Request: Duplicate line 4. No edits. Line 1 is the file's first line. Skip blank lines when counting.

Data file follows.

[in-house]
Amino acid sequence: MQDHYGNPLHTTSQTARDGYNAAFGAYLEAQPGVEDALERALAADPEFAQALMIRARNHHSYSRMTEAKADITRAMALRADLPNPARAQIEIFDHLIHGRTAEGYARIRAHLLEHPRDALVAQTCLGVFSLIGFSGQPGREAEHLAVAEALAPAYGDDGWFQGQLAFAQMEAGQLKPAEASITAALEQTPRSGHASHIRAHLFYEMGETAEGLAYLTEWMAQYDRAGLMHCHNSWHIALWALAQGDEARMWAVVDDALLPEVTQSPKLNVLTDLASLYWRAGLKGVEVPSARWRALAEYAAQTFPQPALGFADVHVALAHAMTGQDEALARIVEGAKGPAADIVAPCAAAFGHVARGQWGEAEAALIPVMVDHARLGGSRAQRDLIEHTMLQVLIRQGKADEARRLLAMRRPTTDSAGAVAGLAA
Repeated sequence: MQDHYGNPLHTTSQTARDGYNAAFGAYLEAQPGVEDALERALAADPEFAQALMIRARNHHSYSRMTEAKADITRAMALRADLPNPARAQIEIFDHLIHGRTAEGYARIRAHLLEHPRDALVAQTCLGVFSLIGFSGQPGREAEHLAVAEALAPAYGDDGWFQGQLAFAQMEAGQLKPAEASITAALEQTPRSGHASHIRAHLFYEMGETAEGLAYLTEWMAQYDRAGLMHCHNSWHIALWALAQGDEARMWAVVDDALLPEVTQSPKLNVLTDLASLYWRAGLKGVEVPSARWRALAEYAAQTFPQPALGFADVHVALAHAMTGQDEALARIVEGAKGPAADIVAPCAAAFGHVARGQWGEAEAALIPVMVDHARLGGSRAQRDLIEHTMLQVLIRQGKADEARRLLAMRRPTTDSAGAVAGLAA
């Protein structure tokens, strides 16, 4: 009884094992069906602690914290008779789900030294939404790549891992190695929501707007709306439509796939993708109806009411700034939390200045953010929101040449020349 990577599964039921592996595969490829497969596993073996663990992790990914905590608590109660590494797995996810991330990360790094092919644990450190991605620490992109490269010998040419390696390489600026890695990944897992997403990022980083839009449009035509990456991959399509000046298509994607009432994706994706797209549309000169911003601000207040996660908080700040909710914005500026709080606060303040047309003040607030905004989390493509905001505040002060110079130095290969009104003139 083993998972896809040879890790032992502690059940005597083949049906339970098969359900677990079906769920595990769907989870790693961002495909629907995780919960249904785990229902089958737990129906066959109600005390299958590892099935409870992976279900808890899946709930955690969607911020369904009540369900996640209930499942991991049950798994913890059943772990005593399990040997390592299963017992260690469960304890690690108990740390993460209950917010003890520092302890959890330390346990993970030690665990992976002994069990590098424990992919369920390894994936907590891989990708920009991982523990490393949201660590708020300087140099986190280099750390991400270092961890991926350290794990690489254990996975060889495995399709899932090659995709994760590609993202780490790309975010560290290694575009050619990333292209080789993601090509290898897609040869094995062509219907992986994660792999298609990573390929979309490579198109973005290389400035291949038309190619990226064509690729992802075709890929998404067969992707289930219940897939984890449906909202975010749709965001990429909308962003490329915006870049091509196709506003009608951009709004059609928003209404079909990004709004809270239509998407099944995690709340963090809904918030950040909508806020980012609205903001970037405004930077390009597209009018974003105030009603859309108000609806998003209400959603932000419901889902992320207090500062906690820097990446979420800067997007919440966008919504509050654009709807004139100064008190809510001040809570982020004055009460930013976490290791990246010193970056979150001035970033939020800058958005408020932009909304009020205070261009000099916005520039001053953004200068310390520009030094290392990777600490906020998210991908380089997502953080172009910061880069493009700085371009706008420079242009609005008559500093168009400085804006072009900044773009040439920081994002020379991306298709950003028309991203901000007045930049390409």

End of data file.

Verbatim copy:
């Protein structure tokens, strides 16, 4: 009884094992069906602690914290008779789900030294939404790549891992190695929501707007709306439509796939993708109806009411700034939390200045953010929101040449020349 990577599964039921592996595969490829497969596993073996663990992790990914905590608590109660590494797995996810991330990360790094092919644990450190991605620490992109490269010998040419390696390489600026890695990944897992997403990022980083839009449009035509990456991959399509000046298509994607009432994706994706797209549309000169911003601000207040996660908080700040909710914005500026709080606060303040047309003040607030905004989390493509905001505040002060110079130095290969009104003139 083993998972896809040879890790032992502690059940005597083949049906339970098969359900677990079906769920595990769907989870790693961002495909629907995780919960249904785990229902089958737990129906066959109600005390299958590892099935409870992976279900808890899946709930955690969607911020369904009540369900996640209930499942991991049950798994913890059943772990005593399990040997390592299963017992260690469960304890690690108990740390993460209950917010003890520092302890959890330390346990993970030690665990992976002994069990590098424990992919369920390894994936907590891989990708920009991982523990490393949201660590708020300087140099986190280099750390991400270092961890991926350290794990690489254990996975060889495995399709899932090659995709994760590609993202780490790309975010560290290694575009050619990333292209080789993601090509290898897609040869094995062509219907992986994660792999298609990573390929979309490579198109973005290389400035291949038309190619990226064509690729992802075709890929998404067969992707289930219940897939984890449906909202975010749709965001990429909308962003490329915006870049091509196709506003009608951009709004059609928003209404079909990004709004809270239509998407099944995690709340963090809904918030950040909508806020980012609205903001970037405004930077390009597209009018974003105030009603859309108000609806998003209400959603932000419901889902992320207090500062906690820097990446979420800067997007919440966008919504509050654009709807004139100064008190809510001040809570982020004055009460930013976490290791990246010193970056979150001035970033939020800058958005408020932009909304009020205070261009000099916005520039001053953004200068310390520009030094290392990777600490906020998210991908380089997502953080172009910061880069493009700085371009706008420079242009609005008559500093168009400085804006072009900044773009040439920081994002020379991306298709950003028309991203901000007045930049390409």